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     Volume 4 Issue 44 | April 29, 2005 |

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Food For Thought

Democracy and Double Standards

Farah Ghuznavi

In recent years, we have heard a great deal of lofty rhetoric around the blossoming of democracy in different countries around the world, and the "march of freedom" among those populations. The fall of communism, and the growing frustration of many developing country populations with the corrupt, and often brutal, dictatorships which rule them, has contributed to the growth of fledgeling democracies in much of Eastern Europe and elsewhere. At the dawn of the 21st century, many would agree that democracy, while far from perfect, seems to be the best system of governance currently available to us, not least because of the theoretical accountability provided to the people of a country under this system.

Recent experience of western-style democracy has, however, called into question how effectively many of the basic theoretical tenets of democracy are translated into practice, even in the so-called "bastions" of democracy such as the US and Western Europe. For example, a common (and justified) criticism of many Third World governments relates to the frequency of vote-rigging in elections, a superlative (ongoing) example of which Robert Mugabe has recently provided in Zimbabwe. And yet, while undoubtedly on a very different scale, a judge recently delivered a scathing indictment of the postal voting system in the UK, where he found 6 local councillors guilty of electoral fraud that - in his words - would "shame a banana republic"! Fraudulent postal voting was believed to be widespread, with stories including a postman who was allegedly offered £500 for a sack of ballot papers and threatened with death if he refused, a post-box containing voting slips which was set alight, and one carrier bag full of votes that materialised at the last moment and was allowed to be included in the election count (even though the ballot papers were all folded in the same way, and were all marked in favour of the same party's candidates hmmm, somewhat suspicious…)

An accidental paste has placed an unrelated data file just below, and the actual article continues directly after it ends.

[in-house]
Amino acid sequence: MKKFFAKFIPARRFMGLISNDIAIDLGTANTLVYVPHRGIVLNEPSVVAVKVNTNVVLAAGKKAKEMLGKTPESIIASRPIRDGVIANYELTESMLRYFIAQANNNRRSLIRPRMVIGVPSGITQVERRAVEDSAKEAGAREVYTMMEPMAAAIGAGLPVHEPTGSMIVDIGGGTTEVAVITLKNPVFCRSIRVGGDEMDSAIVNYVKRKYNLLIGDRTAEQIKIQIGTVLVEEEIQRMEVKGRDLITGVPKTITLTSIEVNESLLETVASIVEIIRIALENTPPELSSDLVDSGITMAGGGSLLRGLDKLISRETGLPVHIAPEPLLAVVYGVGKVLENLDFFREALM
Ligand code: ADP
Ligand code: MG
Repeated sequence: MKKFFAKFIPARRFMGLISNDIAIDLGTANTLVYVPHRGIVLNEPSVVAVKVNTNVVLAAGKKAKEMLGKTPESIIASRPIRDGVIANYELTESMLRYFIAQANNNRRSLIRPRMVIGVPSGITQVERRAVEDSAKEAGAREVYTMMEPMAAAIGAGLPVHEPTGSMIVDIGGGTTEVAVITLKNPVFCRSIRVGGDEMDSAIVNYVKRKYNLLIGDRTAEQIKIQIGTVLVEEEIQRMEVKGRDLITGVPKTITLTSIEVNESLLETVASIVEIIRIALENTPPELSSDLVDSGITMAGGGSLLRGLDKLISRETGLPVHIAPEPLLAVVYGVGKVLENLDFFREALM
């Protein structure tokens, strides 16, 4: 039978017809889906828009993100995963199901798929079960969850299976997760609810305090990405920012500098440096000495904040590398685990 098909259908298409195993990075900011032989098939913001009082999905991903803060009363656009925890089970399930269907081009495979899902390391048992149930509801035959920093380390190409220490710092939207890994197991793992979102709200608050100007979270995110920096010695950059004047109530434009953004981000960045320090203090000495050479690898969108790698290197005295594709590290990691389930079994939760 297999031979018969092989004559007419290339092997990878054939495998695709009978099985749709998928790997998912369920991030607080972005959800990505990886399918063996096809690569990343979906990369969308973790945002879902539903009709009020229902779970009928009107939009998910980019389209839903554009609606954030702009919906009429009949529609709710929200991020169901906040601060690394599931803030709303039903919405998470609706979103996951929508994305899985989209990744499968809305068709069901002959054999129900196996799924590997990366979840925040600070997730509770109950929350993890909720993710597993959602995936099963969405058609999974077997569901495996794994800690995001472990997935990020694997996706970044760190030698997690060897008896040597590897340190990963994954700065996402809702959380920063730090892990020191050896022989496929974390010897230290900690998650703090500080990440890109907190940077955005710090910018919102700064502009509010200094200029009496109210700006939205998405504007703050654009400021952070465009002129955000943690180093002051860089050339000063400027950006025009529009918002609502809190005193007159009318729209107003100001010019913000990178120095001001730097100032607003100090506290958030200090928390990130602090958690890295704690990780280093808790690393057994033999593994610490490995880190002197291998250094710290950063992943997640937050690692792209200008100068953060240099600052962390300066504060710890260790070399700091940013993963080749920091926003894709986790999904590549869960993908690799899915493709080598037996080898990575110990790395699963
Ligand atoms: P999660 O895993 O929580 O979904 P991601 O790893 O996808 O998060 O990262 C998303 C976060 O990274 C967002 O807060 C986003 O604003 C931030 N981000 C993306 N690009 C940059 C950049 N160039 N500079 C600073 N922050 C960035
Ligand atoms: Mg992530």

In the last few weeks, British political parties have also been criticised for fear-mongering and dishonesty in their election tactics. This includes accusations of using "rent a crowd" tactics for various policy launches. It appears that some individuals were approached to be "endorsers" of one party, and to attend their public relations events. A family of five were filmed at several such events, although they are not party supporters. They had agreed to be "endorsers" after their local MP (who had helped them to shift to better council housing) invited them to do so. The extent of stage management involved was indicated by the fact that the family were given breakfast and taken by taxi to the venue of the media event, where they blended into the carefully stage-managed crowd who clapped and cheered when the politicians showed up. It seems that the aim of recruiting such "endorsers" is to prevent protesters from creating any problems, or journalists asking too many awkward questions, because the "endorsers" effectively create a safe cordon around the politicians. The result is described by the Independent newspaper as "probably the most carefully stage-managed election campaign Britain has witnessed". So much for politicians mixing freely and "spontaneously" with the public!

And while at least the British press (if not the politicians) continue to be vibrant and fairly fearless in their search for the truth that is certainly not the case in all democracies. Observers were shocked to see, at the recent Radio and Television Correspondents' Dinner in Washington, that while much was made of patriotic (and uncritical) reporting from Iraq, not once through the course of the entire evening was mention even made of the piece of reporting from CBS News that rocked the world i.e. the human rights abuses by American soldiers at Iraq's Abu Ghraib prison!